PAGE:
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Air defence and permission to strike Russia to collectively enable defence of Kharkiv – ISW

Monday, 3 June 2024, 06:32
Air defence and permission to strike Russia to collectively enable defence of Kharkiv – ISW
ATACMS. Stock photo:: Getty images

The Institute for the Study of War believes that providing Ukraine with air defence systems and lifting restrictions on targeting Russian territory with Western-supplied weapons will make it possible to defend the city of Kharkiv and Kharkiv Oblast.

Source: Institute for the Study of War (ISW)

Details: The provision of Western air defence systems and the lifting of restrictions on attacking military targets in Russia with Western-supplied weapons are critical for Ukraine to defend the city of Kharkiv against Russian glide bombs and missile attacks.


About a dozen Western countries recently partially or fully lifted restrictions on Ukraine's use of Western-supplied weapons to strike military targets in Russia. 

Such policy changes will enable Ukrainian forces to use Western-supplied systems to target Russian firing points and bridgeheads in border areas and Russian airspace.

Ukrainian officials reported that the defenders had downed several Russian military aircraft in February 2024. Many of those aircraft had been launching glide bomb attacks towards the city of Avdiivka.


Ukrainian President Volodymyr Zelenskyy previously stated that Russian forces would not succeed in occupying Kharkiv if Ukrainian forces received two Patriot air defence systems to deploy in the region.

Over the past few weeks, Russian military units have attacked the city of Kharkiv using glide bombs and striking with different types of missiles. However, two Patriot batteries in the northern part of Kharkiv Oblast would have limited effectiveness in defending against Russian aerial attacks if they cannot fire on Russian aircraft in Russian airspace.

To quote the ISW’s Key Takeaways on 2 June:

  • Ukrainian President Volodymyr Zelenskyy met with US and Singaporean officials and highlighted the upcoming Global Peace Summit during the International Institute for Strategic Studies' (IISS) Shangri-La Dialogue in Singapore on 2 June.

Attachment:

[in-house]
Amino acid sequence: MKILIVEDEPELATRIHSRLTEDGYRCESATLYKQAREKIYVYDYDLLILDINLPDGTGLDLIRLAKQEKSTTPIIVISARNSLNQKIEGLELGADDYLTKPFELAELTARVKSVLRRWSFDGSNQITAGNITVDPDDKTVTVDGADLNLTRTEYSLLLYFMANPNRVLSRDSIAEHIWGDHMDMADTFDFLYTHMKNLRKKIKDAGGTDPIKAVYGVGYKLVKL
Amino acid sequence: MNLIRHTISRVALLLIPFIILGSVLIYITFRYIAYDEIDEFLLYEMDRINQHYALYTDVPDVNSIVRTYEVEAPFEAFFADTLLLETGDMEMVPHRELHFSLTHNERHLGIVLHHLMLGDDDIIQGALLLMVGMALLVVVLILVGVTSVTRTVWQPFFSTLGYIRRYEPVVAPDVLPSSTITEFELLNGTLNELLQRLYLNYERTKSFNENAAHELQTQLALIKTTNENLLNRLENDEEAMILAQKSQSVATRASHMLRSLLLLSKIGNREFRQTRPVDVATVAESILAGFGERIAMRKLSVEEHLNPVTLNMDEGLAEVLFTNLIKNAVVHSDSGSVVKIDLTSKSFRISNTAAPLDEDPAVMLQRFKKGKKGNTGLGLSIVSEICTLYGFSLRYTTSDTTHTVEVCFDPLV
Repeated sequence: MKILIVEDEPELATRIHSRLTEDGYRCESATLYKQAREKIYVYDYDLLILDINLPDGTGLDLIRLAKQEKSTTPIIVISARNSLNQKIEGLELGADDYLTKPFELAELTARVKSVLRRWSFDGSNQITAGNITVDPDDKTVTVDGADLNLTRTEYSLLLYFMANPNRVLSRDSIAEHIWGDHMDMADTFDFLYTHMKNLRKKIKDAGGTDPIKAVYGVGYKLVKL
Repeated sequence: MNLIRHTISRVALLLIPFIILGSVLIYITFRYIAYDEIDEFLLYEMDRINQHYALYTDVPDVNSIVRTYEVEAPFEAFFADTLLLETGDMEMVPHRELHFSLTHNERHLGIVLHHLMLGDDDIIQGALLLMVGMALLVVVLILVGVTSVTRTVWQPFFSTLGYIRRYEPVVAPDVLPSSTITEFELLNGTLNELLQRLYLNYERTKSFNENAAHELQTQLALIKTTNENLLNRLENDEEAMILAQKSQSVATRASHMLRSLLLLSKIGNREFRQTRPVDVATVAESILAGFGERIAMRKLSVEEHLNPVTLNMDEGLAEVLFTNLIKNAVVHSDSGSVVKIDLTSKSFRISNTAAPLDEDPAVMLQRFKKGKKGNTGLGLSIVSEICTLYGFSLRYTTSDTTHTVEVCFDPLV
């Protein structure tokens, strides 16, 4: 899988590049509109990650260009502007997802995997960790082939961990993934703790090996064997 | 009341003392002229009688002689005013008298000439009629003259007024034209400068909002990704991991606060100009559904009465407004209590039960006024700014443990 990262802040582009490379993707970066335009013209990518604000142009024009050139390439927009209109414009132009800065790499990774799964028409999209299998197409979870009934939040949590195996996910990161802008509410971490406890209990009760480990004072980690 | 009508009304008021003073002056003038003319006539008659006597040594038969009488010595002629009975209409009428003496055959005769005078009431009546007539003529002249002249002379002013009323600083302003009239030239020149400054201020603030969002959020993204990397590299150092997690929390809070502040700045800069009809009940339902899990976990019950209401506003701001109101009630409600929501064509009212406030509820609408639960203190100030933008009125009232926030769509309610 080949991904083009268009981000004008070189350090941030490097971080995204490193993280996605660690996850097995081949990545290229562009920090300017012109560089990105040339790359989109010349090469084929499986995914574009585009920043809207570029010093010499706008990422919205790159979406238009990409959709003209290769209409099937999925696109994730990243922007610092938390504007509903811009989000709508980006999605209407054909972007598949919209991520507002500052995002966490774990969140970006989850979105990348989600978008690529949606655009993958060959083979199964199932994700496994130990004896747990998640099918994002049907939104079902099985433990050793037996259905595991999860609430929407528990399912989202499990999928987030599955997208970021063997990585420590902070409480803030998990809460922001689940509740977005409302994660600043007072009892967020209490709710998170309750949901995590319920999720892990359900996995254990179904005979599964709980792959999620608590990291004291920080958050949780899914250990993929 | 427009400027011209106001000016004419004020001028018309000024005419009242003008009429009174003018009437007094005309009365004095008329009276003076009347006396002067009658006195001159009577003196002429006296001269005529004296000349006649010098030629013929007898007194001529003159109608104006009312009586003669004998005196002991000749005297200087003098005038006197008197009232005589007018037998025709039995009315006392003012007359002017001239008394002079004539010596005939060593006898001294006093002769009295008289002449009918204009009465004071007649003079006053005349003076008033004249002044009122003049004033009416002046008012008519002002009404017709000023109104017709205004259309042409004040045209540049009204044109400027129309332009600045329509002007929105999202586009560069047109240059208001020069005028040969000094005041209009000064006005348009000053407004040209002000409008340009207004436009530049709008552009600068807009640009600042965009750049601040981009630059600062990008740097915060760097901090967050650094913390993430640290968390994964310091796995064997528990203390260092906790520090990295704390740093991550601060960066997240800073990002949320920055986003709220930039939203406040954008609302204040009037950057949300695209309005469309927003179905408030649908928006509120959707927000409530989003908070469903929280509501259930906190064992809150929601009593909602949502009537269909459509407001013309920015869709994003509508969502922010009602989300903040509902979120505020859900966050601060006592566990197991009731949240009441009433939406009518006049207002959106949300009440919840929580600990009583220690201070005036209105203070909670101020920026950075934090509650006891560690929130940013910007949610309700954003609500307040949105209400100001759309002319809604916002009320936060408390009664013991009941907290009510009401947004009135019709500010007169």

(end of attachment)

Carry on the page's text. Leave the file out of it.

• The provision of Western air defence systems and the lifting of Western restrictions on Ukraine's ability to strike military targets on Russian territory with Western-provided weapons remain crucial for Ukraine to repel Russian glide bomb and missile strikes against Kharkiv City.
  • Ukrainian field commanders are reportedly compensating for training difficulties that mobilisation has exacerbated by training new personnel on the frontline.
  • Ukrainian field commanders' decisions to train newly-deployed personnel on the front before committing them to combat indicates that the overall quality of Ukrainian forces will likely remain higher than that of Russian forces in the near- to mid-term.
  • The New York Times (NYT) published an investigation on 2 June into the forced relocation and deportation of 46 Ukrainian children from a foster home in occupied Kherson Oblast during 2022.
  • The Telegraph reported on 1 June in a since-removed article that British officials ordered the United Kingdom's Security Service (MI5) to refocus its counterintelligence efforts towards Russian, People's Republic of China (PRC) and Iranian agents operating in the UK.
  • Russian war commentator Alexander Artamonov drew backlash from Kremlin-affiliated Russian propagandists for claiming that Ukrainians are "second-class citizens", contradicting the Kremlin’s false efforts to portray Ukrainian and Russian people as one nation.
  • Russian forces recently advanced near Vovchansk, Avdiivka, Donetsk City and Krynky.
  • Russia continues to indoctrinate Russian minors into military-political thinking to set conditions for long-term force generation.

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